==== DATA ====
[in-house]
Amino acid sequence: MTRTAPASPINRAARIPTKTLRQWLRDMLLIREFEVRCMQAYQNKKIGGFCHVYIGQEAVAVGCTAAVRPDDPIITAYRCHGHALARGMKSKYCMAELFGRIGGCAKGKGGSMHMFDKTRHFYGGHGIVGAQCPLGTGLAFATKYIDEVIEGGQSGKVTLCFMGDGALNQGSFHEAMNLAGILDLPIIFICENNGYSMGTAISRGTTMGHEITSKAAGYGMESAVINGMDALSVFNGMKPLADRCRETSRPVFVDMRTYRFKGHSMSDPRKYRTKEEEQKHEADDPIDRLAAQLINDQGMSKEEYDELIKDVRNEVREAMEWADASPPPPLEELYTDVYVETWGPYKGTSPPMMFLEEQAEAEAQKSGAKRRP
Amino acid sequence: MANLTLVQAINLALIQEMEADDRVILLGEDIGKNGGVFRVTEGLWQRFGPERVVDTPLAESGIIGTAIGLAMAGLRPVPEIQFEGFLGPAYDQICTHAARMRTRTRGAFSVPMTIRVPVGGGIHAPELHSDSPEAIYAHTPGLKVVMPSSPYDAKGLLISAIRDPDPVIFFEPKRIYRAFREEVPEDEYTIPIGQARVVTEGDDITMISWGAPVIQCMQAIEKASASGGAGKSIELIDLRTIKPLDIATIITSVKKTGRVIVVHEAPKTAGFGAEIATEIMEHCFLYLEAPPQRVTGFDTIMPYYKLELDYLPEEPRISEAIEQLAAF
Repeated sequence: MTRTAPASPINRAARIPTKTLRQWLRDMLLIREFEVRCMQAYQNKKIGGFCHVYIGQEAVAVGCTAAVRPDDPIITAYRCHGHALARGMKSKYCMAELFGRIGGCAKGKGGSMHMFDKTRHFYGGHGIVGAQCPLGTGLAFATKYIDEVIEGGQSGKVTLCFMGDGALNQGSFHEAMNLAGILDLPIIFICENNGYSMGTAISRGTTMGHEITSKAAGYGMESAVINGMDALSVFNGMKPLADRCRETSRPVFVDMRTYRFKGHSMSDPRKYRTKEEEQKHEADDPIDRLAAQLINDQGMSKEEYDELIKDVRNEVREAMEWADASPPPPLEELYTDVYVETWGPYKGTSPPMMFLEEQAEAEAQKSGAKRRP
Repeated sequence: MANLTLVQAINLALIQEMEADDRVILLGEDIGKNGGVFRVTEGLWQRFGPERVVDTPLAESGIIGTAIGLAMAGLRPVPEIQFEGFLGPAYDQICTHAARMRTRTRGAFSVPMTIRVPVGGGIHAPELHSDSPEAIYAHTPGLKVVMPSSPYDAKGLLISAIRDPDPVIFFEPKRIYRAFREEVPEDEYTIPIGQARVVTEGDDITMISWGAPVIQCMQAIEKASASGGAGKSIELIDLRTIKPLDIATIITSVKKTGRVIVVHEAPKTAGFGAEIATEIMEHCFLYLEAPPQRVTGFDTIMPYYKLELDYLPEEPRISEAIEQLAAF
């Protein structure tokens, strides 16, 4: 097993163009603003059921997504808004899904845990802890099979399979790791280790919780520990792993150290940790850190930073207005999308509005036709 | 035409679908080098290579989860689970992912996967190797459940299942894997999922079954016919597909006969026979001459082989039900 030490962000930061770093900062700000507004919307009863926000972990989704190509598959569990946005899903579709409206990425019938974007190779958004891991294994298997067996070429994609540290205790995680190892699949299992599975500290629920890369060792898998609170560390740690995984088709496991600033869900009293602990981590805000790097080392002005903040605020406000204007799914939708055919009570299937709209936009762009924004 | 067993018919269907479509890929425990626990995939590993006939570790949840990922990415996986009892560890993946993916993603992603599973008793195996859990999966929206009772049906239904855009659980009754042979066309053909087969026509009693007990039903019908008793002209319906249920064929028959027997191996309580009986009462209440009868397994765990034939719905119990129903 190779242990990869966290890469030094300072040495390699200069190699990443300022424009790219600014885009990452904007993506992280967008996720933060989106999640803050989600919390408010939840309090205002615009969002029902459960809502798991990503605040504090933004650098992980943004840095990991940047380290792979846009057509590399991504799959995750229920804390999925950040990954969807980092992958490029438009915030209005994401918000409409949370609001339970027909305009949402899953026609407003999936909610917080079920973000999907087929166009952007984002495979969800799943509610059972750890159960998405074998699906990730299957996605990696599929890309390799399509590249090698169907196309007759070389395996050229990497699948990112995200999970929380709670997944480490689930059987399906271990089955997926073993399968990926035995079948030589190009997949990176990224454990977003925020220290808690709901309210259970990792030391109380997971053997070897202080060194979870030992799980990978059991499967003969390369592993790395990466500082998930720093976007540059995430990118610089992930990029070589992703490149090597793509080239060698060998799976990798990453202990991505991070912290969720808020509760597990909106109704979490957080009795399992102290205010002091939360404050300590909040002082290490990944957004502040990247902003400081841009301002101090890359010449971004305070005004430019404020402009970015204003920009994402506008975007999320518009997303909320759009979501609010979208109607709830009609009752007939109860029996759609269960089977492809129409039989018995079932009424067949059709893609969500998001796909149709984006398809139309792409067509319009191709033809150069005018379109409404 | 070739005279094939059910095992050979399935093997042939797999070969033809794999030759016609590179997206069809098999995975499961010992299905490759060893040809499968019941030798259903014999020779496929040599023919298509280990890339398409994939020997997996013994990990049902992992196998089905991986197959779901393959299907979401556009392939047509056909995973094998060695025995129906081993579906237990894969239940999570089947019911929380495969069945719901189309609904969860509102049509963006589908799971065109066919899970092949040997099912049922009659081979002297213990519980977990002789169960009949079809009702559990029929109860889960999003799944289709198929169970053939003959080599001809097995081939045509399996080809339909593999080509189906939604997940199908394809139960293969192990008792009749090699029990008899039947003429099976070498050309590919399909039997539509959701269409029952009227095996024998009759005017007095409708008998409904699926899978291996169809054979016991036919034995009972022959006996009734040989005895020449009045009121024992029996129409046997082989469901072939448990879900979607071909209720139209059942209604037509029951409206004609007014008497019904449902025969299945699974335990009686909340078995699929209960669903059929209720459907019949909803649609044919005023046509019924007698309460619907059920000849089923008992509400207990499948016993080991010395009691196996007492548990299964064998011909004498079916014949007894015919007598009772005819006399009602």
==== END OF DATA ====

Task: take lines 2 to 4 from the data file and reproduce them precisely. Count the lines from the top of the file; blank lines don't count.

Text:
Amino acid sequence: MTRTAPASPINRAARIPTKTLRQWLRDMLLIREFEVRCMQAYQNKKIGGFCHVYIGQEAVAVGCTAAVRPDDPIITAYRCHGHALARGMKSKYCMAELFGRIGGCAKGKGGSMHMFDKTRHFYGGHGIVGAQCPLGTGLAFATKYIDEVIEGGQSGKVTLCFMGDGALNQGSFHEAMNLAGILDLPIIFICENNGYSMGTAISRGTTMGHEITSKAAGYGMESAVINGMDALSVFNGMKPLADRCRETSRPVFVDMRTYRFKGHSMSDPRKYRTKEEEQKHEADDPIDRLAAQLINDQGMSKEEYDELIKDVRNEVREAMEWADASPPPPLEELYTDVYVETWGPYKGTSPPMMFLEEQAEAEAQKSGAKRRP
Amino acid sequence: MANLTLVQAINLALIQEMEADDRVILLGEDIGKNGGVFRVTEGLWQRFGPERVVDTPLAESGIIGTAIGLAMAGLRPVPEIQFEGFLGPAYDQICTHAARMRTRTRGAFSVPMTIRVPVGGGIHAPELHSDSPEAIYAHTPGLKVVMPSSPYDAKGLLISAIRDPDPVIFFEPKRIYRAFREEVPEDEYTIPIGQARVVTEGDDITMISWGAPVIQCMQAIEKASASGGAGKSIELIDLRTIKPLDIATIITSVKKTGRVIVVHEAPKTAGFGAEIATEIMEHCFLYLEAPPQRVTGFDTIMPYYKLELDYLPEEPRISEAIEQLAAF
Repeated sequence: MTRTAPASPINRAARIPTKTLRQWLRDMLLIREFEVRCMQAYQNKKIGGFCHVYIGQEAVAVGCTAAVRPDDPIITAYRCHGHALARGMKSKYCMAELFGRIGGCAKGKGGSMHMFDKTRHFYGGHGIVGAQCPLGTGLAFATKYIDEVIEGGQSGKVTLCFMGDGALNQGSFHEAMNLAGILDLPIIFICENNGYSMGTAISRGTTMGHEITSKAAGYGMESAVINGMDALSVFNGMKPLADRCRETSRPVFVDMRTYRFKGHSMSDPRKYRTKEEEQKHEADDPIDRLAAQLINDQGMSKEEYDELIKDVRNEVREAMEWADASPPPPLEELYTDVYVETWGPYKGTSPPMMFLEEQAEAEAQKSGAKRRP